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 GoBears1987
Joined: 7/9/2008
Msg: 207
Reprocessing and ADM Rickover, 2 solutions to nuclear powerPage 11 of 11    (1, 2, 3, 4, 5, 6, 7, 8, 9, 10, 11)
Nuclear power is only a viable option for this country if we do 2 things to ensure safety and minimize waste. The basics of the plan are allowing reprocessing and copying the US Navy's methodology as established by ADM Hyman G. Rickover.

1: We need to repeal Gerald Ford's 1976 ban on the reprocessing of nuclear fuel. I understand why the ban was put in place as there were major concerns in the 1970s about nuclear proliferation and reprocessing obviously produced a plutonium that could be further refined to weapons grade or even supergrade material. It was a fair concern in the 1970, but modern technology allows us to reprocess spent uranium in a way that produces fuel grade plutonium, but not weapons grade plutonium. We have plenty of spent uranium sitting in storage and hundreds of nuclear facilities while politicians debate what to do with it. With the Yucca Mountain plan falling through, this is a wise course of action. It both provides power and reduces our supply of uranium that is just sitting around in facilities with poor security.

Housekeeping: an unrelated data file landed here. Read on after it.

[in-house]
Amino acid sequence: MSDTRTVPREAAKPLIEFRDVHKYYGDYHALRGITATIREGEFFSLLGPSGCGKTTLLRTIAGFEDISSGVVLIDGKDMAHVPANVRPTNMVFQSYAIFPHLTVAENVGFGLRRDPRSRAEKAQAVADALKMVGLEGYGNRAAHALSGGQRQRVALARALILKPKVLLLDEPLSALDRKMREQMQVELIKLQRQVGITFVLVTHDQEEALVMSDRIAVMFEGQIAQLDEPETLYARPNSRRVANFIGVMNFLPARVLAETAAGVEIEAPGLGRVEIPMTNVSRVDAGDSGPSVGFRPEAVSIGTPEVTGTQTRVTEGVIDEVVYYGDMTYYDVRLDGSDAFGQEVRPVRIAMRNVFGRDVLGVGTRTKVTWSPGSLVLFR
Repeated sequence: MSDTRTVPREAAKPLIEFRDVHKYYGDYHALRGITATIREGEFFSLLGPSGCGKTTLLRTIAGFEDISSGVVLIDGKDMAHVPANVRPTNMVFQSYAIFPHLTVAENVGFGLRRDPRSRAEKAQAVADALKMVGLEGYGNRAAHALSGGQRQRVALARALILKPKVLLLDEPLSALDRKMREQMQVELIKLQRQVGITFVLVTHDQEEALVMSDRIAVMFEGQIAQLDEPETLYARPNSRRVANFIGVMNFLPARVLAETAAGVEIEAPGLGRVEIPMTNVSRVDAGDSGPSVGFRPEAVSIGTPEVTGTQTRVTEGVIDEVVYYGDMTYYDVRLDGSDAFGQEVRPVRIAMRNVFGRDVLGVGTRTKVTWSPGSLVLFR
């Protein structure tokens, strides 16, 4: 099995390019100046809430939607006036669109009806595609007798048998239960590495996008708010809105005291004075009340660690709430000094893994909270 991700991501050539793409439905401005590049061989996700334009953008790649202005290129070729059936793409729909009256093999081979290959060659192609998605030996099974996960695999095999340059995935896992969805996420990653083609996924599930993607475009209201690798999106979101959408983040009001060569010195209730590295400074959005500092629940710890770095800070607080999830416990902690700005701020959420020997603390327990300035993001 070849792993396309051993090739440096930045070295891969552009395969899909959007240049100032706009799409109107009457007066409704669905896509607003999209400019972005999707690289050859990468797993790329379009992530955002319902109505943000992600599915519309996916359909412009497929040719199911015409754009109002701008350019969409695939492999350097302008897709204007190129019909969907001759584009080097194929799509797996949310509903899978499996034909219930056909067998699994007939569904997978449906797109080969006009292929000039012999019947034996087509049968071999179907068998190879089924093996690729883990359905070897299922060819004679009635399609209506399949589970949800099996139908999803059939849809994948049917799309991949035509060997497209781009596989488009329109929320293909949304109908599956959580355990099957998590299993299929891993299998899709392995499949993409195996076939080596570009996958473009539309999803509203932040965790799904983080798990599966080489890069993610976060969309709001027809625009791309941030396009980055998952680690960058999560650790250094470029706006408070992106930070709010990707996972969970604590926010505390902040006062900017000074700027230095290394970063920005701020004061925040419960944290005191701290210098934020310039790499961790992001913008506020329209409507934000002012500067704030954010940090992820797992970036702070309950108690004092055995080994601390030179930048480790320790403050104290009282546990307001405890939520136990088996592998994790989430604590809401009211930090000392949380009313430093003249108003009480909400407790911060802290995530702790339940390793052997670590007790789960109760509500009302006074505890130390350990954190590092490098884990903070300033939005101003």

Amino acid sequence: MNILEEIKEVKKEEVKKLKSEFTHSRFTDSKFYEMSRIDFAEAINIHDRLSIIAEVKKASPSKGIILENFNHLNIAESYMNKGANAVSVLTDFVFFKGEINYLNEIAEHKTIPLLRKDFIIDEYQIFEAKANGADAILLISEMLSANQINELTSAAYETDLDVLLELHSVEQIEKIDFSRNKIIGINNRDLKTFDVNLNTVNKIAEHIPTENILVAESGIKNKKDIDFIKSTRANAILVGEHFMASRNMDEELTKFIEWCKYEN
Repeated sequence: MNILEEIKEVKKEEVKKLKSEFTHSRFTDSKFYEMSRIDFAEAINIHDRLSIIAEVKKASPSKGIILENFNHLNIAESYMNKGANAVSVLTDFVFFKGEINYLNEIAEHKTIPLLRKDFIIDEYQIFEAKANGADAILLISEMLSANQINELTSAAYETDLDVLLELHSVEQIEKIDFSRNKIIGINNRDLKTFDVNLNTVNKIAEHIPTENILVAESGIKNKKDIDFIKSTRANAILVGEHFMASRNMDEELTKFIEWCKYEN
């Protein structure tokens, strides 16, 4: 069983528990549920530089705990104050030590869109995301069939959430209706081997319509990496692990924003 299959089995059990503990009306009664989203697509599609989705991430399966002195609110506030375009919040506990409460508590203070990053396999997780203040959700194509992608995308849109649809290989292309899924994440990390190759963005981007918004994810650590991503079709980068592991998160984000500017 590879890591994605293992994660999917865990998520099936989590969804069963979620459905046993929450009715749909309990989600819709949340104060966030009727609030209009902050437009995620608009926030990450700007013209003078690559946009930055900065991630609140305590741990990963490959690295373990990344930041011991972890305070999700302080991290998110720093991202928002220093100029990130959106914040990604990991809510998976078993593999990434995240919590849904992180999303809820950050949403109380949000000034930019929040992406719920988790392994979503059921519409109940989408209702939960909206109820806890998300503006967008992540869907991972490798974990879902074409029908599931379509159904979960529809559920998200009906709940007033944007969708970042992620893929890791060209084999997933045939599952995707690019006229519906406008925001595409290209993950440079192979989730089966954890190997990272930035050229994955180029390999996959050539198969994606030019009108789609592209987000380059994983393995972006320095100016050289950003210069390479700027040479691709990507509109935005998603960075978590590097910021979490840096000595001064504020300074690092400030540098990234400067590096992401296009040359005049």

2: We need another Hyman Rickover to set forth strict standards for the DoE and NRC. Since the USS Nautilus first went "underway on nuclear power" in 1954, over 200 cruisers, aircraft carriers, and submarines have been put to sea by the US Navy. The nuclear navy has operated for a total of over 5,000 combined years without a single nuclear incident. There is a reason for that. Rickover demanded excellence all the time. He set up ORSE teams that regularly drilled crews and inspected reactor spaces to insure that crews could deal with anything that could possibly happen and that safety was the primary concern. In fact, the one complaint leveled against Rickover by modern sub commanders is that he had them focus too much on safety and not enough on tactical readiness. This of course is not a concern with civilian nuclear power. After the Three Mile Island incident, Rickover even commented that such an accident could not occur on his submarines because one of his men always stood watch, not looking over the reactor, but looking over the men operating the reactors. Any idle conversation was disallowed in Rickover's reactor rooms. Any discussion must have been pertinent to the operation of the reactor.
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